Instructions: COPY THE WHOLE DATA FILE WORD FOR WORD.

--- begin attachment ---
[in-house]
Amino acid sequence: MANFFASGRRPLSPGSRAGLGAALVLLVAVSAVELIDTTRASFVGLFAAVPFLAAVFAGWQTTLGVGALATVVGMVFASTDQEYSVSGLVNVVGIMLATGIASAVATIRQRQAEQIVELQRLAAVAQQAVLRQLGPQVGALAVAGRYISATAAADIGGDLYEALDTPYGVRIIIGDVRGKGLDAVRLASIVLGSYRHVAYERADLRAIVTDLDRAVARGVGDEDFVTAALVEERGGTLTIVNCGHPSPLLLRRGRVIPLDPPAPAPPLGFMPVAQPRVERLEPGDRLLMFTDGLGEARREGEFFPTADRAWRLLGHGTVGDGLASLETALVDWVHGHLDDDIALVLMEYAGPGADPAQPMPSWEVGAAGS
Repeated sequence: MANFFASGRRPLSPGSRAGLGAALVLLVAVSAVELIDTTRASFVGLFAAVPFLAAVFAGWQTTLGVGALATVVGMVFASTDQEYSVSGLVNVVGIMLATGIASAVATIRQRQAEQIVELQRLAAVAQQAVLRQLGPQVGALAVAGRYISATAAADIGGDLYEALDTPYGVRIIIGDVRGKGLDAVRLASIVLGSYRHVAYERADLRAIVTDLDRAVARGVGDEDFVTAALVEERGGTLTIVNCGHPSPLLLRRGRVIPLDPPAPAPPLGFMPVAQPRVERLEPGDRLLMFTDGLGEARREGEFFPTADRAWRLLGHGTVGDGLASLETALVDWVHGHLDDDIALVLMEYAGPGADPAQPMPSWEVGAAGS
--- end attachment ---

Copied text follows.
[in-house]
Amino acid sequence: MANFFASGRRPLSPGSRAGLGAALVLLVAVSAVELIDTTRASFVGLFAAVPFLAAVFAGWQTTLGVGALATVVGMVFASTDQEYSVSGLVNVVGIMLATGIASAVATIRQRQAEQIVELQRLAAVAQQAVLRQLGPQVGALAVAGRYISATAAADIGGDLYEALDTPYGVRIIIGDVRGKGLDAVRLASIVLGSYRHVAYERADLRAIVTDLDRAVARGVGDEDFVTAALVEERGGTLTIVNCGHPSPLLLRRGRVIPLDPPAPAPPLGFMPVAQPRVERLEPGDRLLMFTDGLGEARREGEFFPTADRAWRLLGHGTVGDGLASLETALVDWVHGHLDDDIALVLMEYAGPGADPAQPMPSWEVGAAGS
Repeated sequence: MANFFASGRRPLSPGSRAGLGAALVLLVAVSAVELIDTTRASFVGLFAAVPFLAAVFAGWQTTLGVGALATVVGMVFASTDQEYSVSGLVNVVGIMLATGIASAVATIRQRQAEQIVELQRLAAVAQQAVLRQLGPQVGALAVAGRYISATAAADIGGDLYEALDTPYGVRIIIGDVRGKGLDAVRLASIVLGSYRHVAYERADLRAIVTDLDRAVARGVGDEDFVTAALVEERGGTLTIVNCGHPSPLLLRRGRVIPLDPPAPAPPLGFMPVAQPRVERLEPGDRLLMFTDGLGEARREGEFFPTADRAWRLLGHGTVGDGLASLETALVDWVHGHLDDDIALVLMEYAGPGADPAQPMPSWEVGAAGS